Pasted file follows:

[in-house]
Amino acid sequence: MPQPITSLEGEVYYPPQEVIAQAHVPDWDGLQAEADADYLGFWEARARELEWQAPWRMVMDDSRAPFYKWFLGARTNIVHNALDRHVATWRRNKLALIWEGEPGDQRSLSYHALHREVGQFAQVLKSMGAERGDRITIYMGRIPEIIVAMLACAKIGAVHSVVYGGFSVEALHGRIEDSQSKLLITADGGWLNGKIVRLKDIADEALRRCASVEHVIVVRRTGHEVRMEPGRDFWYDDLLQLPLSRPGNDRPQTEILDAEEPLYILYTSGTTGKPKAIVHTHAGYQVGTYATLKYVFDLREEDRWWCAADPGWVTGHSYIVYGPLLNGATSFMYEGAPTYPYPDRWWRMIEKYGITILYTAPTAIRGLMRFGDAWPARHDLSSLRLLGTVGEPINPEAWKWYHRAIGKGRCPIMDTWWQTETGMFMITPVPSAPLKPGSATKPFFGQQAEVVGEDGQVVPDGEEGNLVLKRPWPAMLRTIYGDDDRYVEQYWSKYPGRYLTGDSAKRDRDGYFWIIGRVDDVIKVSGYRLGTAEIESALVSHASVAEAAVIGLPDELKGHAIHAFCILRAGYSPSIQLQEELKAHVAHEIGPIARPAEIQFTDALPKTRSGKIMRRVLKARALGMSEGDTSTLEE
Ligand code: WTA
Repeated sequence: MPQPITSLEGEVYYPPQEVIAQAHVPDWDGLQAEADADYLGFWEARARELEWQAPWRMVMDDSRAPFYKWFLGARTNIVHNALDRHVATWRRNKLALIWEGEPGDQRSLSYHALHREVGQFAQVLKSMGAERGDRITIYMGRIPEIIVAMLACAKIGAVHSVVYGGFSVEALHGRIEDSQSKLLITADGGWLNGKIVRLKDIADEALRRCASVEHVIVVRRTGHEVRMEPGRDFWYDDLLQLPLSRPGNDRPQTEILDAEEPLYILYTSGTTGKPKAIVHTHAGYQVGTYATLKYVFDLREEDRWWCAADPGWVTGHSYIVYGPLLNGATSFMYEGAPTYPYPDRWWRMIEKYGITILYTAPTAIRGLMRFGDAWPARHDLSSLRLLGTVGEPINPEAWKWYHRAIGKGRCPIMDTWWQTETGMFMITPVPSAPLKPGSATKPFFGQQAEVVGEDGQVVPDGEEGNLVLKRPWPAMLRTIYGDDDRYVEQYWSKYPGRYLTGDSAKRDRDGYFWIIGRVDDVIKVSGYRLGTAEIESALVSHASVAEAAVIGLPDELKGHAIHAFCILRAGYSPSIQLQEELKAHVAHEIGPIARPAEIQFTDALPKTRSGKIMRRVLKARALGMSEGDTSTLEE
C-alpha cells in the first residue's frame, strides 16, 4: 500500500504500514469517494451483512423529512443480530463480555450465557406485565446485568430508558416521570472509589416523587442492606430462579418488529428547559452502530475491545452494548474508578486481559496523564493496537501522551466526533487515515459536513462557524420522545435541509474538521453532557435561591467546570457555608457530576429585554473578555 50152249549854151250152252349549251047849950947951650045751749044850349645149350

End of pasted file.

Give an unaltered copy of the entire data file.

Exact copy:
[in-house]
Amino acid sequence: MPQPITSLEGEVYYPPQEVIAQAHVPDWDGLQAEADADYLGFWEARARELEWQAPWRMVMDDSRAPFYKWFLGARTNIVHNALDRHVATWRRNKLALIWEGEPGDQRSLSYHALHREVGQFAQVLKSMGAERGDRITIYMGRIPEIIVAMLACAKIGAVHSVVYGGFSVEALHGRIEDSQSKLLITADGGWLNGKIVRLKDIADEALRRCASVEHVIVVRRTGHEVRMEPGRDFWYDDLLQLPLSRPGNDRPQTEILDAEEPLYILYTSGTTGKPKAIVHTHAGYQVGTYATLKYVFDLREEDRWWCAADPGWVTGHSYIVYGPLLNGATSFMYEGAPTYPYPDRWWRMIEKYGITILYTAPTAIRGLMRFGDAWPARHDLSSLRLLGTVGEPINPEAWKWYHRAIGKGRCPIMDTWWQTETGMFMITPVPSAPLKPGSATKPFFGQQAEVVGEDGQVVPDGEEGNLVLKRPWPAMLRTIYGDDDRYVEQYWSKYPGRYLTGDSAKRDRDGYFWIIGRVDDVIKVSGYRLGTAEIESALVSHASVAEAAVIGLPDELKGHAIHAFCILRAGYSPSIQLQEELKAHVAHEIGPIARPAEIQFTDALPKTRSGKIMRRVLKARALGMSEGDTSTLEE
Ligand code: WTA
Repeated sequence: MPQPITSLEGEVYYPPQEVIAQAHVPDWDGLQAEADADYLGFWEARARELEWQAPWRMVMDDSRAPFYKWFLGARTNIVHNALDRHVATWRRNKLALIWEGEPGDQRSLSYHALHREVGQFAQVLKSMGAERGDRITIYMGRIPEIIVAMLACAKIGAVHSVVYGGFSVEALHGRIEDSQSKLLITADGGWLNGKIVRLKDIADEALRRCASVEHVIVVRRTGHEVRMEPGRDFWYDDLLQLPLSRPGNDRPQTEILDAEEPLYILYTSGTTGKPKAIVHTHAGYQVGTYATLKYVFDLREEDRWWCAADPGWVTGHSYIVYGPLLNGATSFMYEGAPTYPYPDRWWRMIEKYGITILYTAPTAIRGLMRFGDAWPARHDLSSLRLLGTVGEPINPEAWKWYHRAIGKGRCPIMDTWWQTETGMFMITPVPSAPLKPGSATKPFFGQQAEVVGEDGQVVPDGEEGNLVLKRPWPAMLRTIYGDDDRYVEQYWSKYPGRYLTGDSAKRDRDGYFWIIGRVDDVIKVSGYRLGTAEIESALVSHASVAEAAVIGLPDELKGHAIHAFCILRAGYSPSIQLQEELKAHVAHEIGPIARPAEIQFTDALPKTRSGKIMRRVLKARALGMSEGDTSTLEE
C-alpha cells in the first residue's frame, strides 16, 4: 500500500504500514469517494451483512423529512443480530463480555450465557406485565446485568430508558416521570472509589416523587442492606430462579418488529428547559452502530475491545452494548474508578486481559496523564493496537501522551466526533487515515459536513462557524420522545435541509474538521453532557435561591467546570457555608457530576429585554473578555 50152249549854151250152252349549251047849950947951650045751749044850349645149350